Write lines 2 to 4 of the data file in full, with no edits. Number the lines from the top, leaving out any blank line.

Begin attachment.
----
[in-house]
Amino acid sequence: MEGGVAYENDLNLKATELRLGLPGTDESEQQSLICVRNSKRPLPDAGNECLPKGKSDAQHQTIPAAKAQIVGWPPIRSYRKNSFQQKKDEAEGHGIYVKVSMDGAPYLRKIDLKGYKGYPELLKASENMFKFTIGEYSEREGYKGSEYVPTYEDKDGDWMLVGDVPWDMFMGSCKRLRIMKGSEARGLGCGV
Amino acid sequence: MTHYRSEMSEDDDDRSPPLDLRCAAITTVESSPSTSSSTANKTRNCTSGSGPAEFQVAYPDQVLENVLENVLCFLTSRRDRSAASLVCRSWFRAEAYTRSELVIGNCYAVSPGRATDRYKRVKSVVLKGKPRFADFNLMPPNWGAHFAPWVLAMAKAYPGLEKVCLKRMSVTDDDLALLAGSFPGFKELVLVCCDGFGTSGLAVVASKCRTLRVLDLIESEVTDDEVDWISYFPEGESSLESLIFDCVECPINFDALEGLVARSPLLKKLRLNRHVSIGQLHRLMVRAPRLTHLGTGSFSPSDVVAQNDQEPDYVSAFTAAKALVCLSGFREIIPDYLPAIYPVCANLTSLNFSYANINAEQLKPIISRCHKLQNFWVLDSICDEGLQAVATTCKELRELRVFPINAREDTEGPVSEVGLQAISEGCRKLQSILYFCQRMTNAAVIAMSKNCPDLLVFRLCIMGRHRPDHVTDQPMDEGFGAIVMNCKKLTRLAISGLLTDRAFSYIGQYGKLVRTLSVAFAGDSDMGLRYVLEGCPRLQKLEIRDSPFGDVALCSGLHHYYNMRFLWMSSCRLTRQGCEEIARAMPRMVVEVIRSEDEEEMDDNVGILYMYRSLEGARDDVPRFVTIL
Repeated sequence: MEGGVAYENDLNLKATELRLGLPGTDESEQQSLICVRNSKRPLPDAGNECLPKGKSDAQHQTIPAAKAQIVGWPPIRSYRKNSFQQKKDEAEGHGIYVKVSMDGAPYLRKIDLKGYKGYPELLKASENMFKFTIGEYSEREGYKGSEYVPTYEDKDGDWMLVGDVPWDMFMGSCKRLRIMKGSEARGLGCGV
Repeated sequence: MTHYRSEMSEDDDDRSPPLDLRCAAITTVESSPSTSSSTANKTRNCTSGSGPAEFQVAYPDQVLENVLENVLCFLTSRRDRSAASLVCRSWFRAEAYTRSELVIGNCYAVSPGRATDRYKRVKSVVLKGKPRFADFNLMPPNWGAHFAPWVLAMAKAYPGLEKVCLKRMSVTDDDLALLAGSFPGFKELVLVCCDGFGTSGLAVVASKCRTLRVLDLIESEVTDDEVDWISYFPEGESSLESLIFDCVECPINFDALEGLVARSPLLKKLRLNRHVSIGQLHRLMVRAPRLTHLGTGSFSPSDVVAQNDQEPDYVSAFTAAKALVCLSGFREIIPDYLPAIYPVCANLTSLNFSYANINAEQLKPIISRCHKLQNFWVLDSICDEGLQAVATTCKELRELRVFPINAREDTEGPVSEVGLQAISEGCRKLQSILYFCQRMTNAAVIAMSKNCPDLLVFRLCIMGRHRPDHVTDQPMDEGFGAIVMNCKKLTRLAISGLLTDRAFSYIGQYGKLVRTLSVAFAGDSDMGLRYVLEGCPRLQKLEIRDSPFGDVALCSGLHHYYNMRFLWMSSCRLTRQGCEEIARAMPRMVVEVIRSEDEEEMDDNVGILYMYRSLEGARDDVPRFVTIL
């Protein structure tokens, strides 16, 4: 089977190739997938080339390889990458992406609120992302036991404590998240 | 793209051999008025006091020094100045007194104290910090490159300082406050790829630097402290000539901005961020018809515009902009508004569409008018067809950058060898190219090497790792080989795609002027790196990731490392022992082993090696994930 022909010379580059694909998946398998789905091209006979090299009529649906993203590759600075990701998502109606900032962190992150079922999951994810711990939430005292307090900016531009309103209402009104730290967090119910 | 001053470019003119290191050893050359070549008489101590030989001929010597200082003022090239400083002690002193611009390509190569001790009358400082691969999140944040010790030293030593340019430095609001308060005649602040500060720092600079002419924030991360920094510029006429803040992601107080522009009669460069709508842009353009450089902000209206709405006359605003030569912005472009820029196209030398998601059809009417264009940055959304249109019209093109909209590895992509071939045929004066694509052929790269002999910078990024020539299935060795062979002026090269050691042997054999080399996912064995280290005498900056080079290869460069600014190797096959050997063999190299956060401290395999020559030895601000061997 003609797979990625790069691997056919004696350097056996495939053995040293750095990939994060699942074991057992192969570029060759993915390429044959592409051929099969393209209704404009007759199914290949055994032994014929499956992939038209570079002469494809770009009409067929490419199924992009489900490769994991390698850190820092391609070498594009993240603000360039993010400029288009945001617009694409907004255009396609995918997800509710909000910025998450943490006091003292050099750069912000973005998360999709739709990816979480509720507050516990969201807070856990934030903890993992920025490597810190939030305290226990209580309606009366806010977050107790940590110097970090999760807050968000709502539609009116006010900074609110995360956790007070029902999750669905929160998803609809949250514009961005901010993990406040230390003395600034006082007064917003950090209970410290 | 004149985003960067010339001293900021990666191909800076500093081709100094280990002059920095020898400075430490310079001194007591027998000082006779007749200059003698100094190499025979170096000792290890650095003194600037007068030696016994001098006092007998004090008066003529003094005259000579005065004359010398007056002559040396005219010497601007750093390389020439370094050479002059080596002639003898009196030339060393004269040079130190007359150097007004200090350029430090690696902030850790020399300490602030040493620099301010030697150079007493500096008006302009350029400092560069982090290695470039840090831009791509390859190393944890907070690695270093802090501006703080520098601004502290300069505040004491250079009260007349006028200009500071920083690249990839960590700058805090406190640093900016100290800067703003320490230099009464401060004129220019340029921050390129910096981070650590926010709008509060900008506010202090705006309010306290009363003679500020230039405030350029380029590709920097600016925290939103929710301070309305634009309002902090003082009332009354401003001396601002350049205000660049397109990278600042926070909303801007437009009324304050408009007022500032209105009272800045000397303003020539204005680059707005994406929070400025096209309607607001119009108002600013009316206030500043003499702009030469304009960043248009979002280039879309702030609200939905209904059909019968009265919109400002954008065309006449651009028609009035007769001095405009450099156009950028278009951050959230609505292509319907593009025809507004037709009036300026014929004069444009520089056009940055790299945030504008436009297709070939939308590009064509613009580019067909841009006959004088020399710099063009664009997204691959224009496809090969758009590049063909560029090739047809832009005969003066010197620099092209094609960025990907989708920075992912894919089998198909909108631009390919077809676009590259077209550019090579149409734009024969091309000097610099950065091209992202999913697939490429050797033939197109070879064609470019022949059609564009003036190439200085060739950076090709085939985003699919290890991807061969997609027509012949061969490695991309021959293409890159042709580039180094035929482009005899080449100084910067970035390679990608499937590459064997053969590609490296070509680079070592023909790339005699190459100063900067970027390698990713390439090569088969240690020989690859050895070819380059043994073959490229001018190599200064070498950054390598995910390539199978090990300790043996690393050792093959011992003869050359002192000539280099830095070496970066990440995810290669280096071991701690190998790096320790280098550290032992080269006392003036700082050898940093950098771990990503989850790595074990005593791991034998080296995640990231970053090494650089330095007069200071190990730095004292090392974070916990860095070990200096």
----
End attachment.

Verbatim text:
Amino acid sequence: MEGGVAYENDLNLKATELRLGLPGTDESEQQSLICVRNSKRPLPDAGNECLPKGKSDAQHQTIPAAKAQIVGWPPIRSYRKNSFQQKKDEAEGHGIYVKVSMDGAPYLRKIDLKGYKGYPELLKASENMFKFTIGEYSEREGYKGSEYVPTYEDKDGDWMLVGDVPWDMFMGSCKRLRIMKGSEARGLGCGV
Amino acid sequence: MTHYRSEMSEDDDDRSPPLDLRCAAITTVESSPSTSSSTANKTRNCTSGSGPAEFQVAYPDQVLENVLENVLCFLTSRRDRSAASLVCRSWFRAEAYTRSELVIGNCYAVSPGRATDRYKRVKSVVLKGKPRFADFNLMPPNWGAHFAPWVLAMAKAYPGLEKVCLKRMSVTDDDLALLAGSFPGFKELVLVCCDGFGTSGLAVVASKCRTLRVLDLIESEVTDDEVDWISYFPEGESSLESLIFDCVECPINFDALEGLVARSPLLKKLRLNRHVSIGQLHRLMVRAPRLTHLGTGSFSPSDVVAQNDQEPDYVSAFTAAKALVCLSGFREIIPDYLPAIYPVCANLTSLNFSYANINAEQLKPIISRCHKLQNFWVLDSICDEGLQAVATTCKELRELRVFPINAREDTEGPVSEVGLQAISEGCRKLQSILYFCQRMTNAAVIAMSKNCPDLLVFRLCIMGRHRPDHVTDQPMDEGFGAIVMNCKKLTRLAISGLLTDRAFSYIGQYGKLVRTLSVAFAGDSDMGLRYVLEGCPRLQKLEIRDSPFGDVALCSGLHHYYNMRFLWMSSCRLTRQGCEEIARAMPRMVVEVIRSEDEEEMDDNVGILYMYRSLEGARDDVPRFVTIL
Repeated sequence: MEGGVAYENDLNLKATELRLGLPGTDESEQQSLICVRNSKRPLPDAGNECLPKGKSDAQHQTIPAAKAQIVGWPPIRSYRKNSFQQKKDEAEGHGIYVKVSMDGAPYLRKIDLKGYKGYPELLKASENMFKFTIGEYSEREGYKGSEYVPTYEDKDGDWMLVGDVPWDMFMGSCKRLRIMKGSEARGLGCGV